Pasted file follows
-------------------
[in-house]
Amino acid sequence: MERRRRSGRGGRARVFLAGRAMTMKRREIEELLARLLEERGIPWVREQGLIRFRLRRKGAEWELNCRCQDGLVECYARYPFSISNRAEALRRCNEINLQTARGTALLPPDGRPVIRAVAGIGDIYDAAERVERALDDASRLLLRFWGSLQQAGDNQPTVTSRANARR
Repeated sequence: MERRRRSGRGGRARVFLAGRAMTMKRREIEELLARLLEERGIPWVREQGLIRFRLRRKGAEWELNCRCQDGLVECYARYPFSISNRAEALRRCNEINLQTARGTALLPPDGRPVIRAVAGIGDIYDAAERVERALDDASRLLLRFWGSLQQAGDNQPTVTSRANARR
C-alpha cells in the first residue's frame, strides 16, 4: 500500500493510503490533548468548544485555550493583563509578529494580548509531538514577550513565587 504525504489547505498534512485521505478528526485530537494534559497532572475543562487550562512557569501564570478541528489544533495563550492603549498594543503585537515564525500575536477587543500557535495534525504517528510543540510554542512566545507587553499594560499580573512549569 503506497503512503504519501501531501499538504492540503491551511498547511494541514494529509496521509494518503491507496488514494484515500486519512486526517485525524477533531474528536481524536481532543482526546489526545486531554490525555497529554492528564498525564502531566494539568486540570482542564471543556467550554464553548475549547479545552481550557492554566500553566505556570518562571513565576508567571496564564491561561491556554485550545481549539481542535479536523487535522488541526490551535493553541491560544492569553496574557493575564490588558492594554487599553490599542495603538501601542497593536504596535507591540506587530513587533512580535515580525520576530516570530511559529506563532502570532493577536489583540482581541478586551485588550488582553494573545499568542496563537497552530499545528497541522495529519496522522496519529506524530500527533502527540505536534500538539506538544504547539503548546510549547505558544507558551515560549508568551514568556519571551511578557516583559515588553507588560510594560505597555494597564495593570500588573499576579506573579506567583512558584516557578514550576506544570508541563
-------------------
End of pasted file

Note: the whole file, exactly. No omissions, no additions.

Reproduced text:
[in-house]
Amino acid sequence: MERRRRSGRGGRARVFLAGRAMTMKRREIEELLARLLEERGIPWVREQGLIRFRLRRKGAEWELNCRCQDGLVECYARYPFSISNRAEALRRCNEINLQTARGTALLPPDGRPVIRAVAGIGDIYDAAERVERALDDASRLLLRFWGSLQQAGDNQPTVTSRANARR
Repeated sequence: MERRRRSGRGGRARVFLAGRAMTMKRREIEELLARLLEERGIPWVREQGLIRFRLRRKGAEWELNCRCQDGLVECYARYPFSISNRAEALRRCNEINLQTARGTALLPPDGRPVIRAVAGIGDIYDAAERVERALDDASRLLLRFWGSLQQAGDNQPTVTSRANARR
C-alpha cells in the first residue's frame, strides 16, 4: 500500500493510503490533548468548544485555550493583563509578529494580548509531538514577550513565587 504525504489547505498534512485521505478528526485530537494534559497532572475543562487550562512557569501564570478541528489544533495563550492603549498594543503585537515564525500575536477587543500557535495534525504517528510543540510554542512566545507587553499594560499580573512549569 503506497503512503504519501501531501499538504492540503491551511498547511494541514494529509496521509494518503491507496488514494484515500486519512486526517485525524477533531474528536481524536481532543482526546489526545486531554490525555497529554492528564498525564502531566494539568486540570482542564471543556467550554464553548475549547479545552481550557492554566500553566505556570518562571513565576508567571496564564491561561491556554485550545481549539481542535479536523487535522488541526490551535493553541491560544492569553496574557493575564490588558492594554487599553490599542495603538501601542497593536504596535507591540506587530513587533512580535515580525520576530516570530511559529506563532502570532493577536489583540482581541478586551485588550488582553494573545499568542496563537497552530499545528497541522495529519496522522496519529506524530500527533502527540505536534500538539506538544504547539503548546510549547505558544507558551515560549508568551514568556519571551511578557516583559515588553507588560510594560505597555494597564495593570500588573499576579506573579506567583512558584516557578514550576506544570508541563